Dear Most Esteemed and Knowledgeable Kitties:
This is probably a weird question but can a cat get depression? I had two companion cats–both females, spayed, and 10 years old–for about six years. My son and his wife bought my house and I moved into an apartment. The cats stayed with my son because I couldn’t have pets. Colby is doing fine but Chloe is just not herself. She started licking herself bald on her legs and her coat is not as soft and shiny as Colby’s. I took them both to the vet and told them what was going on. They did a blood test and fecal test and gave both cats a clean bill of health. When I go over to my son’s to visit, Chloe is on my lap and doesn’t leave me. My daughter-in-law thinks Chloe misses me. Colby always seemed to love my boys (I have four grown sons) more, and Chloe was always “my” cat. I’m concerned that Chloe is depressed, but the vet says there is nothing wrong. I just want to hear it from a cat expert and I’ll stop obsessing.
Thomas: Well, in some senses the jury is still out on this one. Among veterinary professionals, the general feeling is that “certainly cats can experience depressed behavior, but the general consensus is that they do not experience the same emotional changes associated with clinical depression in humans,” as veterinarian Jessica Vogelsang writes at VetMD.
Bella: However, the point we’d like to make is that as Dr. Vogelsang said, cats can experience depressed behavior.
Tara: Things that typically cause cats to act depressed are illness and grief. Since Chloe got a clean bill of health, we can probably deduce that she is grieving. She misses you.
Thomas: I myself experienced severe grief-related depression, and I’ve shared my story in this post.
Bella: So, what do the signs of depression and/or grief look like in cats? First of all, there are usually behavior changes: a snuggly cat may become aloof, and a cat that pretty much enjoyed their own company can suddenly become needy.
Tara: Some other symptoms of depression include changes in appetite, changes in litter box behavior, and behavioral changes like compulsive grooming.
Thomas: Your daughter-in-law is most likely right that Chloe misses you. We’re not saying this to guilt-trip you because there are obviously good reasons why you sold your house to your son and daughter-in-law and moved to an apartment.
Bella: It’s wonderful that you visit your son and daughter-in-law–and Chloe, of course–frequently. She clearly needs your company.
Tara: This may sound kind of silly to you, but we really do recommend talking to Chloe and telling her what’s going on. Let her know you still love her and you haven’t abandoned her.
Thomas: And if there’s any chance you can get a new apartment where you can have a cat, we’re sure Chloe would be delighted to be a full-time part of your life again.
Bella: But Mama says it can be hard to find pet-friendly apartments–more so in some places than in others. We’re lucky that Seattle is a pretty pet-friendly place, and Mama’s never had a problem finding a place here.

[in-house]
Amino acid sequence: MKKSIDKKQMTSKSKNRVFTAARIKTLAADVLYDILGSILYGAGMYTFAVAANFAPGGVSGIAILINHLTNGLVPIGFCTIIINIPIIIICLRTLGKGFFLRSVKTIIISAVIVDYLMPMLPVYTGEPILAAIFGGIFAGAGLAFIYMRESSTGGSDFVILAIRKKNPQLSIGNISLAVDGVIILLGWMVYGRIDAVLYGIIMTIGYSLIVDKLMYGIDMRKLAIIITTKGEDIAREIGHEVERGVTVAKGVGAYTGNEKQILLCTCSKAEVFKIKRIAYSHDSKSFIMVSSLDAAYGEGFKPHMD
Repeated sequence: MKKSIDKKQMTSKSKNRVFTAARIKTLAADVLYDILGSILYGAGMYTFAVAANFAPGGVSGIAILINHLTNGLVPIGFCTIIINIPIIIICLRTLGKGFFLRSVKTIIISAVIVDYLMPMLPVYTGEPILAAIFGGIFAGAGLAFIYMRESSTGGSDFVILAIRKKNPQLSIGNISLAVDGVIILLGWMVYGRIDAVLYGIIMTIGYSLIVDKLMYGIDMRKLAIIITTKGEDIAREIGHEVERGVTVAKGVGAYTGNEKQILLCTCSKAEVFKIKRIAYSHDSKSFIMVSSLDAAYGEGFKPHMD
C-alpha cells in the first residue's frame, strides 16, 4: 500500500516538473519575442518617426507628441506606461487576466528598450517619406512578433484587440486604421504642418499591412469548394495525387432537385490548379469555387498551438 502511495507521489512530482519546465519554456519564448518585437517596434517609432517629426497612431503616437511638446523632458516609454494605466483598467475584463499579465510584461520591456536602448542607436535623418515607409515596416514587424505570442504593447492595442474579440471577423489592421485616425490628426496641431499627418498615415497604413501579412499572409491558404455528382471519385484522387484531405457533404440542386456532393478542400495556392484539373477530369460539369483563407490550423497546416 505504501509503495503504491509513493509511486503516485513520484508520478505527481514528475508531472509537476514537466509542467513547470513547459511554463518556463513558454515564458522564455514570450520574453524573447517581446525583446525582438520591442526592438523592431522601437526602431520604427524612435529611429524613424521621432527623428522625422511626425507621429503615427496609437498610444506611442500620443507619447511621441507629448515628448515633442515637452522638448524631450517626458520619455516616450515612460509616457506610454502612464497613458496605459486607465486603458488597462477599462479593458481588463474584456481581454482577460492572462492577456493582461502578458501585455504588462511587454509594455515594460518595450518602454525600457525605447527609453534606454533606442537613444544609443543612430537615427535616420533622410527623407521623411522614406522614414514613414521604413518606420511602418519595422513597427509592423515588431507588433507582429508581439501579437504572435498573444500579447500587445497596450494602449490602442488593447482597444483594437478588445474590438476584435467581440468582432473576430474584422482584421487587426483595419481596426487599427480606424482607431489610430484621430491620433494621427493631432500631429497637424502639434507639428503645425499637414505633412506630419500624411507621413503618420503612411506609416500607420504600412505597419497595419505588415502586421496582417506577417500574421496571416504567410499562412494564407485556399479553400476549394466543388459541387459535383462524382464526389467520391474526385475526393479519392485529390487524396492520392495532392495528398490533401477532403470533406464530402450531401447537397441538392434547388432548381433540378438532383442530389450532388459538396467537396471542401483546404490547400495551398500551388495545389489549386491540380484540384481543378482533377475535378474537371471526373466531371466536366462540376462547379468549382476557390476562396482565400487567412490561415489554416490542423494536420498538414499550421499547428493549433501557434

Tara: We sure are glad about that! We’d hate to live without Mama!
Thomas: So, while you’re in an apartment where you can’t have a cat and Chloe has to stay with your son and daughter-in-law, there are a few things you and they can do to help her feel better.
Bella: First of all, you need to visit her regularly and let her know you still love her.
Tara: Your son and daughter-in-law can help Chloe regain her confidence by playing with her every day. We love “fishing pole” toys–the kind that have a wand and feathers or a toy mouse or a toy bug attached to a string. Most cats like them, too.
Thomas: You might consider a short course of anti-anxiety medication, too. Grief and depression are often accompanied by anxiety, which leads to symptoms like over-grooming.
Bella: Sometimes our little brains just need a “reboot,” as Mama says.
Tara: Some cats need it for a long time, though. I’ve been taking an anti-anxiety medication called alprazolam for the last couple of years, and it’s really helped me with my anxiety and fear.
Thomas: And grief, too, I imagine. I mean, you poor thing–you were found outdoors on a cold, rainy November night, and we have no idea where you came from or how you got to our neighbor’s house!
Tara: It was scary! But I’m glad Mama brought me home…even though it took me a long time to get used to living with you and Bella.
Bella: Aww, Tara, I love you! And I do love playing with you! Can we play Tail Tag?
Thomas: Why don’t you girls just wait until we’re done writing this post, and then you can Tail Tag to your hearts’ content.
Bella: Okay, I suppose.
Tara: So, Shari, we think it is certainly very possible for a cat to act depressed, and tools like play and frequent visits from beloved humans can really help. We saw that you had a Bible verse in your email signature, so maybe if your faith allows it, you could consider praying for her. It certainly couldn’t hurt!
Thomas: Maybe you can take her to the vet and show them how she’s over-grooming, and tell them you’re concerned about anxiety. Ask the vet if there’s anything they think can be done to help her feel better.
Bella: You might want to ask about a short course of medication, too.
Tara: But the best cure is you. She loves you so much, and the more she can see of you, the healthier she’ll be.
Thomas: What about you other readers? Do you have some tips to help Shari help her Chloe? If you do, or if you’ve had similar experiences, please share them in the comments!